Sims Gardens is a botanical park in the Edgewood neighborhood of Homewood, Alabama. It is named in honor of Catherine Sims, affectionately remembered as the Plant Lady of Homewood, for her love of plants and her garden which was well-known to many in the community. News of her and her garden, spread through the state and perhaps pockets of the gardening world throughout the Southeast. She wrote a gardening column for the Birmingham news, gave interviews to Southern Living, hosted talks about particular species of plants in her garden and in held yearly plant sales.
Miss Sims was a true southern dame, civically engaged, passionate about the arts, gardening, education, and loved her community. She was named Homewood Citizen of the Year 2002-2003 in recognition for her many charitable engagements throughout the Greater Birmingham region. Catherine passed in 2006. With no heirs to inherit her legacy, she deeded her garden and home to the City of Homewood, with the stipulation that the property be maintained as a botanical park, and the home to be used as a musuem or event space. To those that knew her, there was no question that she wanted her garden to also remain a place for encouraging children and adults to learn about plants and gardening as she had spent so many hours of her life dedicated to that teaching. There is little doubt she envisioned plant sales and other events would continue to generate revenue for the estate, as she left no funds to do so. Decidedly, instead, she left the residue of her estate to establish an advised-fund in her name with the Community Foundation of Birmingham, for charitable giving. She has been quoted by a friend as saying, "the city would get the property and that was enough".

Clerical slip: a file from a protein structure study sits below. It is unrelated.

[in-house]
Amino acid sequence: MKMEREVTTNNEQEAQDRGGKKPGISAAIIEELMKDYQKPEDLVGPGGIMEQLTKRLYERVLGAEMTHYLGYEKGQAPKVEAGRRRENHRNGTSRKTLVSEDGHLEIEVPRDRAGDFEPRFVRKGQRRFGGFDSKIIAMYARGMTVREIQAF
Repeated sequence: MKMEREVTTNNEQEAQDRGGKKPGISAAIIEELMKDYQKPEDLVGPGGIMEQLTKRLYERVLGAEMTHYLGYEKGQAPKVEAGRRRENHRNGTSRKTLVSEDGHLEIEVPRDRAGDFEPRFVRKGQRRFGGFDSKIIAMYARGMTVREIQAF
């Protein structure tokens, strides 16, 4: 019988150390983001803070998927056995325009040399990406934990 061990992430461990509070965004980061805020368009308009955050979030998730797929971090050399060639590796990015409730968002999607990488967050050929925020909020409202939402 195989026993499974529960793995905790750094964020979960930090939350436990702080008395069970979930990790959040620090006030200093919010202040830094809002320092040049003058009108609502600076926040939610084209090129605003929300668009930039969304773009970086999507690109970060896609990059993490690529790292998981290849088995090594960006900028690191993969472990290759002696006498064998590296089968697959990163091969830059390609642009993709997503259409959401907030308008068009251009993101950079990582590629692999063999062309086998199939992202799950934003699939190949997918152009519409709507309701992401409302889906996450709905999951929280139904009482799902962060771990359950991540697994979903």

In 2012, the City of Homewood entered into an agreement with the Southern Enviromental Center at Birmingham Southern College, her alma mater. Since that time, some progress had been made to clean up the property and incorporate it into the Southern Environmental Center's Ecoscape program, a series of urban areas converted to xeric gardens (drought-tolerant) made up of primarily native plant assemblages and art installations. However, this program never quite captured the intent of Miss Sims' singular gift of a home and garden maintained as a botanical park. Miss Sims' garden consisted of both native and non-native plants, with an emphasis on heiroloom and pass-along varieties; she prized lawns, trees, edible plants and both perennial and annual gardening methods. It became clear that to acheive her legacy wish, of a botanical park, a Master Plan and new landscaping methods would be required. So in 2018, a full-time, dedicated manager and resident caretaker was hired to develop a new plan consistent with the intent of Miss Sims' legacy wish. I now present to you here, on behalf of the Southern Environmental Center and the City of Homewood, a new plan for Miss Sims Garden. This plan was influenced and designed based on historical accounts from those who knew her and her garden, old photos and lists of plants she grew; it also takes into account new guidelines regarding accessibility of municiple property, and requirements for improvements to such property i.e. accessibilty for all visitors. This Go Fund Me, is part of a multifacted fundraising approach to finally honor Miss Sims' gift to her community in a manner in which she would have approved.
The amount we are trying to raise, reflects the total estimated cost of the landscape plans ($450k), plus engineers and architechts fees (10%), plus one year's annual operating budget ($30k) as contingency. This does not cover any costs to restore the home to its historical design or to make the home itself handicap accessible, or to make it fit for purpose as an event space. Any funds raised in excess of the landscaping phase will go towards restoration & rennovation of the home.
Thank you for your contribution and show of support for a remarkable woman and her remarkable gift.